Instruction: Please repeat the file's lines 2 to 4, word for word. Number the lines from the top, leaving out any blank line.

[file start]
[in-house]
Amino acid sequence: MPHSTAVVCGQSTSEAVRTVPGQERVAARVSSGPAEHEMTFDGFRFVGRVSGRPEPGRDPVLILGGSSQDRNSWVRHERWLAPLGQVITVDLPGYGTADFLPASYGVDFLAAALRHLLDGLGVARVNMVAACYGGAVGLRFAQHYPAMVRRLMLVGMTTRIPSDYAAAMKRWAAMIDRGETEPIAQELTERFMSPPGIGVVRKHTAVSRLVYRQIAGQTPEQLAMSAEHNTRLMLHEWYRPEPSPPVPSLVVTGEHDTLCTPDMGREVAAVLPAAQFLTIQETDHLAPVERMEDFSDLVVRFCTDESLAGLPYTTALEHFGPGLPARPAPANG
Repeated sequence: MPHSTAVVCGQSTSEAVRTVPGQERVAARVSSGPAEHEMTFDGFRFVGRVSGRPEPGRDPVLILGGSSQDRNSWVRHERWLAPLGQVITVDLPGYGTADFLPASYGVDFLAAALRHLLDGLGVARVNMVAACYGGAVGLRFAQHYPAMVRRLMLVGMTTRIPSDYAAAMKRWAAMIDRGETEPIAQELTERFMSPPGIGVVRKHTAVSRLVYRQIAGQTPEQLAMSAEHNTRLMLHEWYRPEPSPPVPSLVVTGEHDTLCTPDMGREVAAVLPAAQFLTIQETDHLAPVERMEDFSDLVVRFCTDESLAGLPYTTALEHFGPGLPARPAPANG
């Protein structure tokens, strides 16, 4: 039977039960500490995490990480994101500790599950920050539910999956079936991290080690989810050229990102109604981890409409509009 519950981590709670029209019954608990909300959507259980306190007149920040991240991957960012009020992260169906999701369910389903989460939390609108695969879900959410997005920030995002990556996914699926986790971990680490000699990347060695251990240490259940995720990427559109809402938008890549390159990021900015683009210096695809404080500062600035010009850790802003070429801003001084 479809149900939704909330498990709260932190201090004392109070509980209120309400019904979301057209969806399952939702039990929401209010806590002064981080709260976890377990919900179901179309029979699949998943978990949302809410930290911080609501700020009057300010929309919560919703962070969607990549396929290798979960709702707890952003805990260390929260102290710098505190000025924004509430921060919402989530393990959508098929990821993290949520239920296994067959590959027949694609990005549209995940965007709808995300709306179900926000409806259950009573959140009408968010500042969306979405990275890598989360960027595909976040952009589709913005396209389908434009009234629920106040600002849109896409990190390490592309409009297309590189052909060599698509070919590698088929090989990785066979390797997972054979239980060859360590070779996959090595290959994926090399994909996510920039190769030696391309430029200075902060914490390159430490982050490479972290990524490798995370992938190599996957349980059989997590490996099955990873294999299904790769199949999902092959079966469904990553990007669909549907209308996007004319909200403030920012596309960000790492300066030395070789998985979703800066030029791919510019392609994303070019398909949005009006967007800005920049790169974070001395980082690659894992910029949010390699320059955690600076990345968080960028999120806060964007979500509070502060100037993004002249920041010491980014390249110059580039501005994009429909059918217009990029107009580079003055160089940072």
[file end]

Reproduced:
Amino acid sequence: MPHSTAVVCGQSTSEAVRTVPGQERVAARVSSGPAEHEMTFDGFRFVGRVSGRPEPGRDPVLILGGSSQDRNSWVRHERWLAPLGQVITVDLPGYGTADFLPASYGVDFLAAALRHLLDGLGVARVNMVAACYGGAVGLRFAQHYPAMVRRLMLVGMTTRIPSDYAAAMKRWAAMIDRGETEPIAQELTERFMSPPGIGVVRKHTAVSRLVYRQIAGQTPEQLAMSAEHNTRLMLHEWYRPEPSPPVPSLVVTGEHDTLCTPDMGREVAAVLPAAQFLTIQETDHLAPVERMEDFSDLVVRFCTDESLAGLPYTTALEHFGPGLPARPAPANG
Repeated sequence: MPHSTAVVCGQSTSEAVRTVPGQERVAARVSSGPAEHEMTFDGFRFVGRVSGRPEPGRDPVLILGGSSQDRNSWVRHERWLAPLGQVITVDLPGYGTADFLPASYGVDFLAAALRHLLDGLGVARVNMVAACYGGAVGLRFAQHYPAMVRRLMLVGMTTRIPSDYAAAMKRWAAMIDRGETEPIAQELTERFMSPPGIGVVRKHTAVSRLVYRQIAGQTPEQLAMSAEHNTRLMLHEWYRPEPSPPVPSLVVTGEHDTLCTPDMGREVAAVLPAAQFLTIQETDHLAPVERMEDFSDLVVRFCTDESLAGLPYTTALEHFGPGLPARPAPANG
């Protein structure tokens, strides 16, 4: 039977039960500490995490990480994101500790599950920050539910999956079936991290080690989810050229990102109604981890409409509009 519950981590709670029209019954608990909300959507259980306190007149920040991240991957960012009020992260169906999701369910389903989460939390609108695969879900959410997005920030995002990556996914699926986790971990680490000699990347060695251990240490259940995720990427559109809402938008890549390159990021900015683009210096695809404080500062600035010009850790802003070429801003001084 479809149900939704909330498990709260932190201090004392109070509980209120309400019904979301057209969806399952939702039990929401209010806590002064981080709260976890377990919900179901179309029979699949998943978990949302809410930290911080609501700020009057300010929309919560919703962070969607990549396929290798979960709702707890952003805990260390929260102290710098505190000025924004509430921060919402989530393990959508098929990821993290949520239920296994067959590959027949694609990005549209995940965007709808995300709306179900926000409806259950009573959140009408968010500042969306979405990275890598989360960027595909976040952009589709913005396209389908434009009234629920106040600002849109896409990190390490592309409009297309590189052909060599698509070919590698088929090989990785066979390797997972054979239980060859360590070779996959090595290959994926090399994909996510920039190769030696391309430029200075902060914490390159430490982050490479972290990524490798995370992938190599996957349980059989997590490996099955990873294999299904790769199949999902092959079966469904990553990007669909549907209308996007004319909200403030920012596309960000790492300066030395070789998985979703800066030029791919510019392609994303070019398909949005009006967007800005920049790169974070001395980082690659894992910029949010390699320059955690600076990345968080960028999120806060964007979500509070502060100037993004002249920041010491980014390249110059580039501005994009429909059918217009990029107009580079003055160089940072």